Battle of The Benefits: The Work Perk That Actually Works
Life is cyclical. Each life phase seems to come in waves. Social media feeds fill up with engagement rings, digital baby books, and all the other life things, all at once. As a somewhat recent college graduate, job and career talk seem to be the main conversation among people my age.
The story is often the same: Whenever someone is job searching, or contemplating potential offers, we compare the benefits offered by our various employers. A company car here, a nap pod there, and an office ping pong table later, our council of friends assists the transitioning member to settle on a job option. While the fun perks and quirky benefits seem to change with the seasons, vacation is the constant benefit that is usually the deciding factor.
Vacation is important to people, even if it is just the idea of it. The value of an allotted number of days is so much more than a pass to the office gym or team kombucha classes. Vacation time is a representation of possibilities. Each day of potential paid time off makes our daydreams seem even more real. A vacation day is an opportunity to be defined by something other than work. Because no matter what you do with a day off, it is a day designed by you.
Most recently during a battle of the benefits conversation, a friend of mine (who always, always works on vacation) shared that she had 5 weeks of paid time off. With so much available vacation time, I asked her why she rarely uses it. Her response, “I could never actually take all of my vacation time and keep my job. Could you?”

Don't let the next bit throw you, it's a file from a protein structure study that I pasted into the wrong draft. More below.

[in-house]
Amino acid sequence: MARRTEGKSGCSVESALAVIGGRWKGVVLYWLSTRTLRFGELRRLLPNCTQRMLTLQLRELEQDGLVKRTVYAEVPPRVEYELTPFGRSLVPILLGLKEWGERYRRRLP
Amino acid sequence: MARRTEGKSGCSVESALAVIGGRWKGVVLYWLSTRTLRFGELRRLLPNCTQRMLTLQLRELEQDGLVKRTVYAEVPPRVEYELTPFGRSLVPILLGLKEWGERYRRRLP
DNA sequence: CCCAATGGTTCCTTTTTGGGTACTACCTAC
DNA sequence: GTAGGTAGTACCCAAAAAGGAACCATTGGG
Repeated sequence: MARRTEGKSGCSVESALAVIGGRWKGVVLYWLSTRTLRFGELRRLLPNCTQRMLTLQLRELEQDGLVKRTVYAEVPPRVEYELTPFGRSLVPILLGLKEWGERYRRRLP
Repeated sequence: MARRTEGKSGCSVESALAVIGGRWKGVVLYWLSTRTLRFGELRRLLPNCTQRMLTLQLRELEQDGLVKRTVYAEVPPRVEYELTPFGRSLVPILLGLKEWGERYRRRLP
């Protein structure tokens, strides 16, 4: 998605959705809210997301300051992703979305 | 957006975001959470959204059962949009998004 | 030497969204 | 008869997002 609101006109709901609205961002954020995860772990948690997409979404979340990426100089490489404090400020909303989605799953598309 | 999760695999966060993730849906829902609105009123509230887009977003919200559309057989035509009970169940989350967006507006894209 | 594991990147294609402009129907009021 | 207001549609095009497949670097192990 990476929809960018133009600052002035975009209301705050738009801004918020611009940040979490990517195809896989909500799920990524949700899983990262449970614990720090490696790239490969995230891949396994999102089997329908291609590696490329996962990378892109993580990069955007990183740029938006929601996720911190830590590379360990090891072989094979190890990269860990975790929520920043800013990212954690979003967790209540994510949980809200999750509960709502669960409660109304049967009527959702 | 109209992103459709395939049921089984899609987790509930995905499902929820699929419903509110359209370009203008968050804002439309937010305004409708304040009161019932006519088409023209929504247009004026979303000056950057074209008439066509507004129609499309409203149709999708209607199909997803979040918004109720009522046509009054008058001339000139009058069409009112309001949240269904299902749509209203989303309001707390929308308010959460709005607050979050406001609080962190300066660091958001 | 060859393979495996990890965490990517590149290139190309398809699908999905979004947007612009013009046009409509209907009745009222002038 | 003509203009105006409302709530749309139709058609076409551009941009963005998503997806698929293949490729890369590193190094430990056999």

Let me give you a moment to process that.
I know it's my job and all to promote the value of time off... but that aside, this kind of thinking is just silly.
Vacation is a powerful benefit. Companies use it to recruit talent and as means for negotiation. Employees rank it as a top benefit, second only to healthcare. It's connected to increased happiness, engagement, and productivity. But once we get hired and on-boarded, vacation moves to the bottom of everyone's to-do list. We push it aside with the same thinking as my friend.
It's treated differently from other benefits. We don't skip the doctor because it would mean using our health benefits. We don't walk to work because we worry what our boss might think of using transit benefits. Of course not. That would be ridiculous. So why do we skip vacation? Silence.
Two-thirds of employees say they hear nothing, mixed messages, or are discouraged from taking time off. Which is mostly confusing because managers overwhelmingly (95%) believe in the importance of vacation for themselves and their employees. Vacation is a valuable tool, arguably the most powerful benefit a company can provide, we just need to tap into its potential. Maybe instead of reinventing the wheel or debating what flavor of La Croix goes into the stocked kitchen, we just need to start talking about the benefits we have (and aren't using).
November 8, 2016